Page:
Google Responds to Viacom Lawsuit
In a recent statement, Google has declared that not only is it not responsible for monetary compensation for content that its users post on Youtube, but that it is also protected under the same law by which Viacom is requesting damages.
"YouTube is great for users and offers real opportunities to rights holders: the opportunity to interact with users; to promote their content to a young and growing audience; and to tap into the online advertising market. We will certainly not let this suit become a distraction to the continuing growth and strong performance of YouTube and its ability to attract more users, more traffic and build a stronger community.”Further, they state that the reason for youtube has so much "protected" content on it is due to a failing on Viacom's part, not Google's. From The Economist's article:
Google's response is a subtly effective dig at Viacom's own failings. Why are Viacom's clips so popular on YouTube? Because Viacom does not make them easily available on its own sites and thus, says Google, is missing a chance to connect with users, promote its content and generate advertising revenue. Because Viacom is a dinosaur, in other words.I think The Economist put it best: War is declared. Google believes that the DMCA provides a sufficient safe harbor for Youtube, and will not simply settle. Further, Viacom's problems with Youtube are due to Viacom's own failure to embrace the changing way that media circulates on the internet.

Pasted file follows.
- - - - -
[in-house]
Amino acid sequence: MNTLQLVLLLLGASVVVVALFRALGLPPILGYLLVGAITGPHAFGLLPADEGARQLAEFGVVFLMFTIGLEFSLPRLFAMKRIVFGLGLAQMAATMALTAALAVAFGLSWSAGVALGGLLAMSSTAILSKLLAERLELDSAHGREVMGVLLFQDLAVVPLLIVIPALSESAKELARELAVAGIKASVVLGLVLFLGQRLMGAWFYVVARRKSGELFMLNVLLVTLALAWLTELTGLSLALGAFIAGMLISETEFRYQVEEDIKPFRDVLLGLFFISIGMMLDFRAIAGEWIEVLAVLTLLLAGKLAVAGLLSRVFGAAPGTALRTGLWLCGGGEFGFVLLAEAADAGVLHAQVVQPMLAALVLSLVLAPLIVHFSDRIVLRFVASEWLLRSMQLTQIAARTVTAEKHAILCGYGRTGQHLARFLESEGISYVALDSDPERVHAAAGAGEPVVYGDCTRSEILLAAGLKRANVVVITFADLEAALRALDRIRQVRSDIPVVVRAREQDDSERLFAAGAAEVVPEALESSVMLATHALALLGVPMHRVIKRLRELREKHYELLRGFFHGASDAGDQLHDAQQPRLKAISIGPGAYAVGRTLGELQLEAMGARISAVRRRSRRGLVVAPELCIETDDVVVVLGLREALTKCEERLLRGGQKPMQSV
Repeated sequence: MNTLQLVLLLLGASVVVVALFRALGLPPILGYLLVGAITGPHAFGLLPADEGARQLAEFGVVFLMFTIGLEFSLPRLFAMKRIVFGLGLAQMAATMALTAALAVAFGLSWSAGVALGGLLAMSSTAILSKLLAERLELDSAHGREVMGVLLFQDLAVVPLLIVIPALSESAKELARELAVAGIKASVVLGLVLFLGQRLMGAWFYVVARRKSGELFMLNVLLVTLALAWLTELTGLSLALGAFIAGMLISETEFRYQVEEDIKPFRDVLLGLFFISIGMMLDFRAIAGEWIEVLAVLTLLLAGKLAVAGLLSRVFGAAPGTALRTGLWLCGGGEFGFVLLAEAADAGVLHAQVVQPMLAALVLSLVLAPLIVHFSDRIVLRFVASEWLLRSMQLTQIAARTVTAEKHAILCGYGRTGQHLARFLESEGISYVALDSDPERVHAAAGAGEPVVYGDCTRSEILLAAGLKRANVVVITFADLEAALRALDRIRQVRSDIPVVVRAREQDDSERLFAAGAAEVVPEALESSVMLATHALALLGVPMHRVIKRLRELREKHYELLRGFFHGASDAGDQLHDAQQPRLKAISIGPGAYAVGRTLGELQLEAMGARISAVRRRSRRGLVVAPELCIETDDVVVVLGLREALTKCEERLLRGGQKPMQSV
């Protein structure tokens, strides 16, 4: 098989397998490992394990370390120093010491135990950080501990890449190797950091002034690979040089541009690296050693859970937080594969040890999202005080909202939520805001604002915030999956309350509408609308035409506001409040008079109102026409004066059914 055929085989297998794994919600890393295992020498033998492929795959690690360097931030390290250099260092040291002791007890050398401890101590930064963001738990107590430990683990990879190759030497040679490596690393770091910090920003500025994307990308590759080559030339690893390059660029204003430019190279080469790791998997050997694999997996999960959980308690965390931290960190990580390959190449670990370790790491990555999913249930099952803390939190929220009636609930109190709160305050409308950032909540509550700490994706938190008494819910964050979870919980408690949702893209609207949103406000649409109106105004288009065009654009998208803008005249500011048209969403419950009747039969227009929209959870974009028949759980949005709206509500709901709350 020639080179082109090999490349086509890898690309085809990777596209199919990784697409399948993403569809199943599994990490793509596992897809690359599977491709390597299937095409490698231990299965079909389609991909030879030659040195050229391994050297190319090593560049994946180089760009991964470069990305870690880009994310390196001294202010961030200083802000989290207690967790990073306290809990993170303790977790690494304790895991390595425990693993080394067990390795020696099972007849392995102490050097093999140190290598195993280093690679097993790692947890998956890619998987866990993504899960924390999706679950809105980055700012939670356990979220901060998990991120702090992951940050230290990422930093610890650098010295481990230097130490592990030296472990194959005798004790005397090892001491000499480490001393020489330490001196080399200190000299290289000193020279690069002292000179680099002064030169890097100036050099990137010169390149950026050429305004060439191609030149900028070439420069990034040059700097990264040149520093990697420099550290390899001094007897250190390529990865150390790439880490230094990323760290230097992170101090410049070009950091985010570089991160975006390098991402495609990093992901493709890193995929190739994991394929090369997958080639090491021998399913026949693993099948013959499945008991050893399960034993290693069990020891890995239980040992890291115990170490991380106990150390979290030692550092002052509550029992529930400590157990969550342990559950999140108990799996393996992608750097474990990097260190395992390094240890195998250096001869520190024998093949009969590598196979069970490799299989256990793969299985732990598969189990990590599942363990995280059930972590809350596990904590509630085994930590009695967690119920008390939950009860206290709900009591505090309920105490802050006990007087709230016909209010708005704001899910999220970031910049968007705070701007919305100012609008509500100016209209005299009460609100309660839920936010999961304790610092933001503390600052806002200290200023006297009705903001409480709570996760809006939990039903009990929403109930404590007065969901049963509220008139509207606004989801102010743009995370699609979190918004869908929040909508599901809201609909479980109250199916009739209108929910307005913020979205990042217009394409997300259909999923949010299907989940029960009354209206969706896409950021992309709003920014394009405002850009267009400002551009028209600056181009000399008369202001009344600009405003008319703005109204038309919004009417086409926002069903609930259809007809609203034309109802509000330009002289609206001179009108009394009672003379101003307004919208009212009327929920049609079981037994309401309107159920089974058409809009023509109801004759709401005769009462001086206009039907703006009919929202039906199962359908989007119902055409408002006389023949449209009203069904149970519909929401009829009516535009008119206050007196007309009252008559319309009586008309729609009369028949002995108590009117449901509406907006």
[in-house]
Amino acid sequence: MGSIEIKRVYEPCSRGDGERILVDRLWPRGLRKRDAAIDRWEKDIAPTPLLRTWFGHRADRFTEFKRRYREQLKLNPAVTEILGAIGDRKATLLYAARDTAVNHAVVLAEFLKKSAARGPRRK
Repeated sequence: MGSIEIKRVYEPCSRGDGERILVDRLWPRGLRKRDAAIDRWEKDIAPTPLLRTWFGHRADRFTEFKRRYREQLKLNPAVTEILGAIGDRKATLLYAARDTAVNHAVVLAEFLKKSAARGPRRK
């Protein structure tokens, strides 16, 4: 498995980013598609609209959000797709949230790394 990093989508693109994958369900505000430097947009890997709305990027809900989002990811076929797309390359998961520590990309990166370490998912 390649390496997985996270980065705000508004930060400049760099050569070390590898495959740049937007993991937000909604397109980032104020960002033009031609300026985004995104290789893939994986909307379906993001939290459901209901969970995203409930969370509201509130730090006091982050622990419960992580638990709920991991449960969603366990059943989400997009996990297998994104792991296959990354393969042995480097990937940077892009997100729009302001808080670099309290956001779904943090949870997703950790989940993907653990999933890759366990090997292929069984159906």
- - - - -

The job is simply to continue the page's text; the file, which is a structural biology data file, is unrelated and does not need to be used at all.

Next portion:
Let's all hope that Google stands as tall against Viacom as IBM did against SCO.
Google to Make Anonymous All Search Information after 18-24 Months
In a move that will no doubt appease privacy and information rights activists, Google has released plans to make anonymous all search information after storing it for 18-24 months.
The statement, released for the first time on Google's company blog, references a desire to protect their users' privacy and create more transparency with regard to their stance on customer privacy. Google has a relatively positive history with regard to its stance on privacy - it was the only large search engine to stand up to subpoena from the US Government for search records last year.
Hopefully this will start a trend of companies deciding to make anonymous more consumer information - it's only with this type of action can we truly ensure privacy and the free flow of important and sensitive information across the internet.